Nigeria, Egypt and South Africa dominate 80 percent of Africa’s portfolio investment market in the last decade and also account for about a 3rd of the incubators and accelerators.
The three nations ranked top three countries on the continent in terms of attracting federal direct investment (FDI) over the past decade.
Egypt attracted FDI of about $56.2 billion, Nigeria followed with about $45.1 billion and then South Africa with about $41.3 billion between 2011-2020.
The latest survey by the African Development Bank (AfDB) titled, ‘Entrepreneurship and Free Trade Volume II – Towards a New Narrative of Building Resilience’, was sequel to a report released earlier on ‘Entrepreneurship and Free Trade: Africa’s Catalysts for a New Era of Economic Prosperity’, examined the state of African entrepreneurship within a global lens, while highlighting developments, and suggesting future directions for entrepreneurship in Africa.
While looking at the various degrees of entrepreneurship across Africa, the survey found that Nigeria and three other nations dominate the market in terms of incubators and accelerators as well as investment percentages.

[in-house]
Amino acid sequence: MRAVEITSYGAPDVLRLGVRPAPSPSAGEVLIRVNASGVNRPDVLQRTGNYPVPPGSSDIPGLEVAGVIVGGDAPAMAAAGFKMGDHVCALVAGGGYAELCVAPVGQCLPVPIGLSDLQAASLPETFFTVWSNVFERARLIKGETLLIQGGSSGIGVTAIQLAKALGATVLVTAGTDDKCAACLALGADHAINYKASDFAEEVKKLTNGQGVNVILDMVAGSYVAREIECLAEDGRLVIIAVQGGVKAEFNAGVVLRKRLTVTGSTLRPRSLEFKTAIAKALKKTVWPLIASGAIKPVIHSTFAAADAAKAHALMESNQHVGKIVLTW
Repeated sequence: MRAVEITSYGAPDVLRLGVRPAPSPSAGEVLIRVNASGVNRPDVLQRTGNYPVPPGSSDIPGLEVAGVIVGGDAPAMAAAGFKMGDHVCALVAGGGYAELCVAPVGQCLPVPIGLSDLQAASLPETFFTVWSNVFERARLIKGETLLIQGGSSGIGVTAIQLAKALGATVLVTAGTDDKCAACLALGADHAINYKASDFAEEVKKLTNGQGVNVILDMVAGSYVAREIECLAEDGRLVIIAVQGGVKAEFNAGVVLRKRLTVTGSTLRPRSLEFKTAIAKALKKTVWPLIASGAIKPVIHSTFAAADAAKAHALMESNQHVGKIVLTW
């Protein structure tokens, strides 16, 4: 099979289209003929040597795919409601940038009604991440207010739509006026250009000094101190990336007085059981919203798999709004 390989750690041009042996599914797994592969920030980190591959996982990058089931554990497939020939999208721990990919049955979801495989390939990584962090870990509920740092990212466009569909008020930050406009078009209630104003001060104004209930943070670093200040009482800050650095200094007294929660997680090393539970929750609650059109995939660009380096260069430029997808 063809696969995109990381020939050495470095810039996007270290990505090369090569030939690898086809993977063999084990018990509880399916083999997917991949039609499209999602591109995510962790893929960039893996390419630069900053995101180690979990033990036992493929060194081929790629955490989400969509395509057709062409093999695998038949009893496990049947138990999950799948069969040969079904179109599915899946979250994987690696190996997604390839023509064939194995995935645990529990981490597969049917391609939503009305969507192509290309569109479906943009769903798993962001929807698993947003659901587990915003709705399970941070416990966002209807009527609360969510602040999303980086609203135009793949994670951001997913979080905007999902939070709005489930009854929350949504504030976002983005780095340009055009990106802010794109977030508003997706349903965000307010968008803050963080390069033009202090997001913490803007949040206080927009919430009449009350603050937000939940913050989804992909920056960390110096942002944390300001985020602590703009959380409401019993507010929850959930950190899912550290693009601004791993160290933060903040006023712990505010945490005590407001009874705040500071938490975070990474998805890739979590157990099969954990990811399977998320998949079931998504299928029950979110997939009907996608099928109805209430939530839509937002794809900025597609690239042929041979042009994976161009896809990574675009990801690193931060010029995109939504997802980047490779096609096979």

The report reads, “All regions and populations have differing degrees of entrepreneurship, and this is true in Africa as elsewhere. For instance, Egypt, Kenya, Nigeria and South Africa account for about a third of the incubators and accelerators and 80 per cent of investment on the continent.”
“Although this is not the only measure of entrepreneurship, there are reasons to explain why some countries push ahead faster with startups, ecosystem development, and commercialisation. In the cases of these four countries, their economies and populations are larger than most African countries”.
“The four countries that show the greatest investment in startups generally have higher FDI and are among the few countries able to access the limited portfolio investment that is made in Africa.
“In fact, Egypt, Nigeria and South Africa ranked as the top three countries on the continent in terms of attracting FDI over the past decade. They also tend to dominate the African portfolio investment market.”
FDI is an investment or a purchase of an interest in a company by a company or an investor located outside its borders. It is thus distinguished from a foreign portfolio investment by a notion of direct control.
It’s a business decision to acquire a substantial stake in a foreign business or to buy it outright in order to expand its operations to a new region.